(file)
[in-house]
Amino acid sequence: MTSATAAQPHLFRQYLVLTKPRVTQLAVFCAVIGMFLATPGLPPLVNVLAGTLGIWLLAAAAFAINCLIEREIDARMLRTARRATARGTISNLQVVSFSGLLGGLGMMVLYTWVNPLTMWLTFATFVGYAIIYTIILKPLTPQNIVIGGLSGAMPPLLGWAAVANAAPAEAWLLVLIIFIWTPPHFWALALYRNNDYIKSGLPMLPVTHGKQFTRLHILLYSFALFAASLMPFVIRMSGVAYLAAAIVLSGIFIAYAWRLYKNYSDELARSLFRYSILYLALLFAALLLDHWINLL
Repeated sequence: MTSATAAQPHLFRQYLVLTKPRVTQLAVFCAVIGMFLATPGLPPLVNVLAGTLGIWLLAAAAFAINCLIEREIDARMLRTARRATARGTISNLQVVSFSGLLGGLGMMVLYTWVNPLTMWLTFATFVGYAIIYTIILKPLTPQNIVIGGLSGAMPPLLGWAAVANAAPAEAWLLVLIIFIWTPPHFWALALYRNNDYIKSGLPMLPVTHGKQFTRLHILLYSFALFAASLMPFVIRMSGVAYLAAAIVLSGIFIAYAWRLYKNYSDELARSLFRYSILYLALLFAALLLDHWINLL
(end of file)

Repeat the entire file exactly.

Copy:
[in-house]
Amino acid sequence: MTSATAAQPHLFRQYLVLTKPRVTQLAVFCAVIGMFLATPGLPPLVNVLAGTLGIWLLAAAAFAINCLIEREIDARMLRTARRATARGTISNLQVVSFSGLLGGLGMMVLYTWVNPLTMWLTFATFVGYAIIYTIILKPLTPQNIVIGGLSGAMPPLLGWAAVANAAPAEAWLLVLIIFIWTPPHFWALALYRNNDYIKSGLPMLPVTHGKQFTRLHILLYSFALFAASLMPFVIRMSGVAYLAAAIVLSGIFIAYAWRLYKNYSDELARSLFRYSILYLALLFAALLLDHWINLL
Repeated sequence: MTSATAAQPHLFRQYLVLTKPRVTQLAVFCAVIGMFLATPGLPPLVNVLAGTLGIWLLAAAAFAINCLIEREIDARMLRTARRATARGTISNLQVVSFSGLLGGLGMMVLYTWVNPLTMWLTFATFVGYAIIYTIILKPLTPQNIVIGGLSGAMPPLLGWAAVANAAPAEAWLLVLIIFIWTPPHFWALALYRNNDYIKSGLPMLPVTHGKQFTRLHILLYSFALFAASLMPFVIRMSGVAYLAAAIVLSGIFIAYAWRLYKNYSDELARSLFRYSILYLALLFAALLLDHWINLL